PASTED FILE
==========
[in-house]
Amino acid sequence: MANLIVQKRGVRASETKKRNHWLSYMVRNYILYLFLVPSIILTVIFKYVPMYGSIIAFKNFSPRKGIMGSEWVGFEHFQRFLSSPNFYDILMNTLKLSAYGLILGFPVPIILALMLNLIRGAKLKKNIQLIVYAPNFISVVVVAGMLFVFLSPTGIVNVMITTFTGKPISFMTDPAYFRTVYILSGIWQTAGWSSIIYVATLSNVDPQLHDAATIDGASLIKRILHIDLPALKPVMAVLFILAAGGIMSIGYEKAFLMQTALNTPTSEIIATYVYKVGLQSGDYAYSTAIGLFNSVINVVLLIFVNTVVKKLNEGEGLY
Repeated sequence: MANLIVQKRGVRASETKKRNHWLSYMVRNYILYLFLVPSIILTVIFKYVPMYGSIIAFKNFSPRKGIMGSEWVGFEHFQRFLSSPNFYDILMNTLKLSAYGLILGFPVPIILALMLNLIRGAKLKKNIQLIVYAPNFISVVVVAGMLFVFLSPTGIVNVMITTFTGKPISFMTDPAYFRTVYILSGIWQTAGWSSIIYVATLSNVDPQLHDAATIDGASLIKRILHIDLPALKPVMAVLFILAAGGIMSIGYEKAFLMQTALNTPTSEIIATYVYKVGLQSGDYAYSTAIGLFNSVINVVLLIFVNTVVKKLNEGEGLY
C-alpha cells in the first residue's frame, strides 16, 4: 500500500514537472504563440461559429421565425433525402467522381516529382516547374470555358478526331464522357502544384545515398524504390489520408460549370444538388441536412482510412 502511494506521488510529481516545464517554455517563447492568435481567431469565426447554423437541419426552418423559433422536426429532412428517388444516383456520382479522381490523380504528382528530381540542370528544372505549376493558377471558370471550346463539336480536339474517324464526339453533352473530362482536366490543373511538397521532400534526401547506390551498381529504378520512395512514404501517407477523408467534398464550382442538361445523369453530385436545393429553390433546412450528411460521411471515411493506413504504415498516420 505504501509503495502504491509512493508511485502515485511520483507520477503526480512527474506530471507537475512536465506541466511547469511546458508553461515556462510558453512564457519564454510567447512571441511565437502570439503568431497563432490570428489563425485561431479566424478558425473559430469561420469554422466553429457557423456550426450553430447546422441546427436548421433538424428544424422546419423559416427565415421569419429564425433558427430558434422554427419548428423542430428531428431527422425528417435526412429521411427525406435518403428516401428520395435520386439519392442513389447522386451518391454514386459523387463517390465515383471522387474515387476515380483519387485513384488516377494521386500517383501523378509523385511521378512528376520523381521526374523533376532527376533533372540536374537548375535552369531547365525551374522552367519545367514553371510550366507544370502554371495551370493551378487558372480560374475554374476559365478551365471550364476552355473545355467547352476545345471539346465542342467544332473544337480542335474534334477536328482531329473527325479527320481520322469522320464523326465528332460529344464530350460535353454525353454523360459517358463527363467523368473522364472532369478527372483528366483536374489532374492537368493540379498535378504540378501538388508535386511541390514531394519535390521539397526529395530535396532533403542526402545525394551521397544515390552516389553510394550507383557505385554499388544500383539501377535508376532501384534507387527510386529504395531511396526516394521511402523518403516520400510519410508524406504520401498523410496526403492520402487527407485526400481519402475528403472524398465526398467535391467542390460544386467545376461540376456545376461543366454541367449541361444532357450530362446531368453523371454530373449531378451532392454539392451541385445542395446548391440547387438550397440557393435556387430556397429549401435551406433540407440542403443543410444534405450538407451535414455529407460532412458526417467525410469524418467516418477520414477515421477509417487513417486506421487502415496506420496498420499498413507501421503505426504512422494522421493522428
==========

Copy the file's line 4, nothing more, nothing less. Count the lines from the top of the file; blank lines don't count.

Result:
C-alpha cells in the first residue's frame, strides 16, 4: 500500500514537472504563440461559429421565425433525402467522381516529382516547374470555358478526331464522357502544384545515398524504390489520408460549370444538388441536412482510412 502511494506521488510529481516545464517554455517563447492568435481567431469565426447554423437541419426552418423559433422536426429532412428517388444516383456520382479522381490523380504528382528530381540542370528544372505549376493558377471558370471550346463539336480536339474517324464526339453533352473530362482536366490543373511538397521532400534526401547506390551498381529504378520512395512514404501517407477523408467534398464550382442538361445523369453530385436545393429553390433546412450528411460521411471515411493506413504504415498516420 505504501509503495502504491509512493508511485502515485511520483507520477503526480512527474506530471507537475512536465506541466511547469511546458508553461515556462510558453512564457519564454510567447512571441511565437502570439503568431497563432490570428489563425485561431479566424478558425473559430469561420469554422466553429457557423456550426450553430447546422441546427436548421433538424428544424422546419423559416427565415421569419429564425433558427430558434422554427419548428423542430428531428431527422425528417435526412429521411427525406435518403428516401428520395435520386439519392442513389447522386451518391454514386459523387463517390465515383471522387474515387476515380483519387485513384488516377494521386500517383501523378509523385511521378512528376520523381521526374523533376532527376533533372540536374537548375535552369531547365525551374522552367519545367514553371510550366507544370502554371495551370493551378487558372480560374475554374476559365478551365471550364476552355473545355467547352476545345471539346465542342467544332473544337480542335474534334477536328482531329473527325479527320481520322469522320464523326465528332460529344464530350460535353454525353454523360459517358463527363467523368473522364472532369478527372483528366483536374489532374492537368493540379498535378504540378501538388508535386511541390514531394519535390521539397526529395530535396532533403542526402545525394551521397544515390552516389553510394550507383557505385554499388544500383539501377535508376532501384534507387527510386529504395531511396526516394521511402523518403516520400510519410508524406504520401498523410496526403492520402487527407485526400481519402475528403472524398465526398467535391467542390460544386467545376461540376456545376461543366454541367449541361444532357450530362446531368453523371454530373449531378451532392454539392451541385445542395446548391440547387438550397440557393435556387430556397429549401435551406433540407440542403443543410444534405450538407451535414455529407460532412458526417467525410469524418467516418477520414477515421477509417487513417486506421487502415496506420496498420499498413507501421503505426504512422494522421493522428